One of the most common questions we get from hopeful adoptive parents is, “Will I know what the baby looks like if I adopt?”
Not exactly. When it comes to private domestic infant adoption, the prospective birth mother chooses the adoptive parents, you don’t choose the baby. When you fill out your early adoption paperwork you will be able to list what races you’re open to adopting if you’re interested in transracial adoption, but you won’t be able to choose the gender or physical characteristics, just as you wouldn’t if you were giving birth to your baby yourself.
If you have questions or concerns about how much of a say you will have in regards to your future child, you can talk to an adoption professional now.
“Do you get to choose the baby you adopt?”
When you talk with your adoption professional, you will be asked to fill out an adoptive family profile. With this paperwork, you will answer questions that can help your adoption professional connect you with an adoption opportunity that’s right for you. The questions could range from addressing what budget you are comfortable with, how much post placement contact you want between your family and the birth mother, race, etc.
With private domestic infant adoption, you do not get to choose the baby you adopt. The prospective birth mother chooses you. This allows her to have a say in who she feels comfortable with raising her child. This is a great source of comfort for everyone involved — the expectant mother won’t have to wonder who her child was placed with and you can take solace in knowing that you were chosen by the birth parent(s) to be their baby’s adoptive parents. Once you have completed your questionnaire paperwork, it will be shown to expectant birth mothers who would be a good match.
“What physical attributes can you choose in your future child?”
When you fill out your questionnaire paperwork you will be able to list what races you are comfortable with your child being so that your adoption professional can be sure that you are prepared to healthily acknowledge your child’s racial identity. As the adoptive family, you will be asked to cover costs of the birth parent’s living expenses and prenatal care. In your early paperwork, you can lay out your preferred budget that includes your case management costs and legal fees as well as the living and medical expenses of the birth parent. Your budget will go towards meeting the varying financial needs of the expectant mother. Some need more financial support than others, which is why it’s helpful to have a set budget in place.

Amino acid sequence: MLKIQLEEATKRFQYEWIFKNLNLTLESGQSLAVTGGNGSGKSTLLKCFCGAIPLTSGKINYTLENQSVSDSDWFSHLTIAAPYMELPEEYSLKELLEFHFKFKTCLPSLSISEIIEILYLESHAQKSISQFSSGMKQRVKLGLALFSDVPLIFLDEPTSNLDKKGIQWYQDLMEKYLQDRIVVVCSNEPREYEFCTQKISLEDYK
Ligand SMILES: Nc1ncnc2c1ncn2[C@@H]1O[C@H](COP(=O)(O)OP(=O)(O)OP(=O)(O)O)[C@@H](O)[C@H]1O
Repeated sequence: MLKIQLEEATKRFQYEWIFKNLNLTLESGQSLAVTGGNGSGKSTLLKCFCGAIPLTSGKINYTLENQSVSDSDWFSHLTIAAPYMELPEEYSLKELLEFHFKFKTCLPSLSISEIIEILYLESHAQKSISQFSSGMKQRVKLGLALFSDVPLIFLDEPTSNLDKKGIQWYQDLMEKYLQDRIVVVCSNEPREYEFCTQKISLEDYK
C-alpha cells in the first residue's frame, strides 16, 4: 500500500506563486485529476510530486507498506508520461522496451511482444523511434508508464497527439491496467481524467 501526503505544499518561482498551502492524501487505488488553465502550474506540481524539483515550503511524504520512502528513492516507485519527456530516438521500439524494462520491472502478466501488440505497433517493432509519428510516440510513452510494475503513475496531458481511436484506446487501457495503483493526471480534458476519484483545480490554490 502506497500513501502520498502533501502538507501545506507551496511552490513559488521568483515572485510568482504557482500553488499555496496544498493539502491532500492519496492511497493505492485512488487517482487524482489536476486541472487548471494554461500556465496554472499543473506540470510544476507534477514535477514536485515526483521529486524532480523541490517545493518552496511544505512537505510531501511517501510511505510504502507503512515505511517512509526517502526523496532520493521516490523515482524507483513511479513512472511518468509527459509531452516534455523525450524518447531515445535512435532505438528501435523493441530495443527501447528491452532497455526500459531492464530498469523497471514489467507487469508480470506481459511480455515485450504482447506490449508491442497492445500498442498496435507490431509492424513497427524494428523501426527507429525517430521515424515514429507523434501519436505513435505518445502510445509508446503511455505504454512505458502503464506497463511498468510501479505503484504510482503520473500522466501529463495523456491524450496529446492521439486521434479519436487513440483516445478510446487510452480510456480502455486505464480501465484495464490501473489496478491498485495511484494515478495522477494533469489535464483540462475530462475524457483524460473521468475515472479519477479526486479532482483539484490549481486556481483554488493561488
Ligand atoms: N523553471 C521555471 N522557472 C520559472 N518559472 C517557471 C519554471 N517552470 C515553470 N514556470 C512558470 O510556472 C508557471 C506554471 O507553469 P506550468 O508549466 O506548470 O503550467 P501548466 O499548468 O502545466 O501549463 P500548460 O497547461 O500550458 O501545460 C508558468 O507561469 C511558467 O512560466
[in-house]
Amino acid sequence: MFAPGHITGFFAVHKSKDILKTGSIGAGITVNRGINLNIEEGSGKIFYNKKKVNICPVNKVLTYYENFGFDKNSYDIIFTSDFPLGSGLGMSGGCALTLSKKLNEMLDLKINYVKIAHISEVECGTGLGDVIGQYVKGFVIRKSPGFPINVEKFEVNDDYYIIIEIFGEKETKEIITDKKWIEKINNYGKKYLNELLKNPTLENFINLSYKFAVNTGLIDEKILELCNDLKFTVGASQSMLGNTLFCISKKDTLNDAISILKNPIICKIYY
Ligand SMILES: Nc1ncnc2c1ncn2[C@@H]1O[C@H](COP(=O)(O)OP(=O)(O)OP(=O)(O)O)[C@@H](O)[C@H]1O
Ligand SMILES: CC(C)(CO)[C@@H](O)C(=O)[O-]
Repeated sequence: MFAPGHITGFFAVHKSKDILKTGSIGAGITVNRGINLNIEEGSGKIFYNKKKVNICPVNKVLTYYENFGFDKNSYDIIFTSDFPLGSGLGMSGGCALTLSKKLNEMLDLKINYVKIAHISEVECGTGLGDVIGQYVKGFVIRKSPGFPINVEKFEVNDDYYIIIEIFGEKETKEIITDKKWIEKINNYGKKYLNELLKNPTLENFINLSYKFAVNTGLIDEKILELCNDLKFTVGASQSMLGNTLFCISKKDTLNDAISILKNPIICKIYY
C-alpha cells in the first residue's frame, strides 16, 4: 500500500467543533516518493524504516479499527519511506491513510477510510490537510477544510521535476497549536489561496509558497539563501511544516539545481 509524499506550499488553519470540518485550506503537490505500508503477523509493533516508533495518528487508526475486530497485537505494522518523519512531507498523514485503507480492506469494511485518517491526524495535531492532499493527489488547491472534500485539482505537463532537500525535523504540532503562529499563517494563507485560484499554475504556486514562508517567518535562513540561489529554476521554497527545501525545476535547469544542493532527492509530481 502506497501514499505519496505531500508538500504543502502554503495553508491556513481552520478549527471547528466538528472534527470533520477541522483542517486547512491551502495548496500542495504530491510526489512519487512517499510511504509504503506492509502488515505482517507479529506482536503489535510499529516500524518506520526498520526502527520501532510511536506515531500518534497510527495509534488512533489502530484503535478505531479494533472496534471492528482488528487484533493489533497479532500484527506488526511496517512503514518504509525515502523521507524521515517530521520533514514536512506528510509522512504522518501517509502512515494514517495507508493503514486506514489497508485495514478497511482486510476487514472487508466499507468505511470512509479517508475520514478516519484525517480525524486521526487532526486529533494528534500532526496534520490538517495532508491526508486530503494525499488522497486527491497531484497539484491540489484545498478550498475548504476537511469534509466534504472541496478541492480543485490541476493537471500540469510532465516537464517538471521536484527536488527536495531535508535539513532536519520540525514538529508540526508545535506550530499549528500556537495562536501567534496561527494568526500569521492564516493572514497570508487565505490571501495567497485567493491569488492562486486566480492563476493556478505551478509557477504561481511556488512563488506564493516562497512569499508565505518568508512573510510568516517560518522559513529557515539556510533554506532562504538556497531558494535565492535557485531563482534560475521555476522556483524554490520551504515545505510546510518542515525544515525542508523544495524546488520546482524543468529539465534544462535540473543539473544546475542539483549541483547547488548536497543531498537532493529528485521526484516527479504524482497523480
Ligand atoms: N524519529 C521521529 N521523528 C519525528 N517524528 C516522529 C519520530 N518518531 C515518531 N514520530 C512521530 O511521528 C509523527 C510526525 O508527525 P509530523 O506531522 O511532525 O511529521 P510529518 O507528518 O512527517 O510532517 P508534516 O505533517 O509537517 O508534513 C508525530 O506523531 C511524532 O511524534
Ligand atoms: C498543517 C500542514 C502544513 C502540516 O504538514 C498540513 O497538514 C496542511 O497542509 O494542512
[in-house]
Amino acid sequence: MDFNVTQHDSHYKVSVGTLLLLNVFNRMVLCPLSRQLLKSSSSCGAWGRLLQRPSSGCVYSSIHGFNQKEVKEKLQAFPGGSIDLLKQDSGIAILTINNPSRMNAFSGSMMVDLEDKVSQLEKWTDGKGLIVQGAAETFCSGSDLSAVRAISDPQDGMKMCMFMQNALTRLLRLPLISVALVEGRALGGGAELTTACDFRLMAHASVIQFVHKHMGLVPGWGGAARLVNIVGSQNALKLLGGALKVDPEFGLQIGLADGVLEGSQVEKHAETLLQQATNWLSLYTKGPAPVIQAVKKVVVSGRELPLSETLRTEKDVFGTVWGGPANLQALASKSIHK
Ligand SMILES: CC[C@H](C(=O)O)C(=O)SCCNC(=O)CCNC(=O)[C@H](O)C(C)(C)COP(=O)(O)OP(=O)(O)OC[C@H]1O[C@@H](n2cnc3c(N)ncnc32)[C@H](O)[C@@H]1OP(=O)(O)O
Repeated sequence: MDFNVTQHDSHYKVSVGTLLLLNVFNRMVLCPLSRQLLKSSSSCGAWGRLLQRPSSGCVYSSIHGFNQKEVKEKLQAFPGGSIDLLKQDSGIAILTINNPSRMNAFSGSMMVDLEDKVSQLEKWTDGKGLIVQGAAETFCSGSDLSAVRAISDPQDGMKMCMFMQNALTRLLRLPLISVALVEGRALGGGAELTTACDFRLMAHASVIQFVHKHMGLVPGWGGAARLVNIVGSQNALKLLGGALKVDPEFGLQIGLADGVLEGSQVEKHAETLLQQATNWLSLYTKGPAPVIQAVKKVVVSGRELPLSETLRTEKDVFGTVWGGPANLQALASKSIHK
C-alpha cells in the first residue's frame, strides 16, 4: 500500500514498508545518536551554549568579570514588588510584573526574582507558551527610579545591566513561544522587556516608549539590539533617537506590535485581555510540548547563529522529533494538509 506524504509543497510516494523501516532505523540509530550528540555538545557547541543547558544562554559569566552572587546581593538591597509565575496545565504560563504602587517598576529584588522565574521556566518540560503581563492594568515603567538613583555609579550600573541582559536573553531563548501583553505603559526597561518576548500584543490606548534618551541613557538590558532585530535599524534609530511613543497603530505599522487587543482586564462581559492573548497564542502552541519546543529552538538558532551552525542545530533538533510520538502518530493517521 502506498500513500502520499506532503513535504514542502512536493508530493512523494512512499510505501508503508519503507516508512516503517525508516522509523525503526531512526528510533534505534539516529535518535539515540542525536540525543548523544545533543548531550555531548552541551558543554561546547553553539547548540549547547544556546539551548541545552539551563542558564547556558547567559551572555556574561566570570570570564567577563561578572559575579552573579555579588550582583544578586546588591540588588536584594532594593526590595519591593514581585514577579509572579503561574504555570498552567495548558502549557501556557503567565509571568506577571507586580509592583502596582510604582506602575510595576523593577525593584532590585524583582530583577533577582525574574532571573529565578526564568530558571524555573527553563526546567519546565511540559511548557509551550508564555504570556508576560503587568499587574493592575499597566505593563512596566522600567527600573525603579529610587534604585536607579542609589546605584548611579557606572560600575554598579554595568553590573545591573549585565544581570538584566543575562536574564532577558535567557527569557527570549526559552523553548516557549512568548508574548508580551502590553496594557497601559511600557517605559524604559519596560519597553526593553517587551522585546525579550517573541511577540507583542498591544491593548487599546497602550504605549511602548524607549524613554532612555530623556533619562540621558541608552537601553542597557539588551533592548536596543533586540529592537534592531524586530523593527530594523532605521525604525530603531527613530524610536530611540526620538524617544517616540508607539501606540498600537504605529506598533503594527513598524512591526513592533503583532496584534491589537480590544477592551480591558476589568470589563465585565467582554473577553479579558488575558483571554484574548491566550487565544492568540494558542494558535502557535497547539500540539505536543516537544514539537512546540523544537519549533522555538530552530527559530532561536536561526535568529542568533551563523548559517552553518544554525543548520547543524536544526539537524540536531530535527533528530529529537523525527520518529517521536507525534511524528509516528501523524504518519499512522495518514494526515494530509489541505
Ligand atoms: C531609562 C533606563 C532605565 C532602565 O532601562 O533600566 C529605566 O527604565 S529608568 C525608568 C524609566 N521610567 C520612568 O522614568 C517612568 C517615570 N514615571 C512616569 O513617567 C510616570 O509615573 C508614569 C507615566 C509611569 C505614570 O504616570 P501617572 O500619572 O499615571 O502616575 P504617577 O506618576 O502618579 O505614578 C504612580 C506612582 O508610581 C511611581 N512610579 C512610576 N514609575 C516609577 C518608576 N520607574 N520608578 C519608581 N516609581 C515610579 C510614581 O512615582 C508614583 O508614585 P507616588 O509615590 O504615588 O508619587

You will not be able to choose the gender of your baby for a couple of reasons. It’s not uncommon for the expectant mother to not want to know the gender of the baby. Even if the gender is known, birth mothers might be put off if they feel like you are only trying to adopt a specific gender.
With foster care adoption and some instances of international adoption, they may send you a photo of the child you are intending to adopt. However, it cannot be stressed enough that you should never adopt a child based solely on their physical attributes.
Choosing adoption as a way to grow your family is beautiful choice. Even though you won’t for sure know how your future baby will look, it’s important that you are prepared to love and accept them for who they are, regardless of gender, race or physical attributes.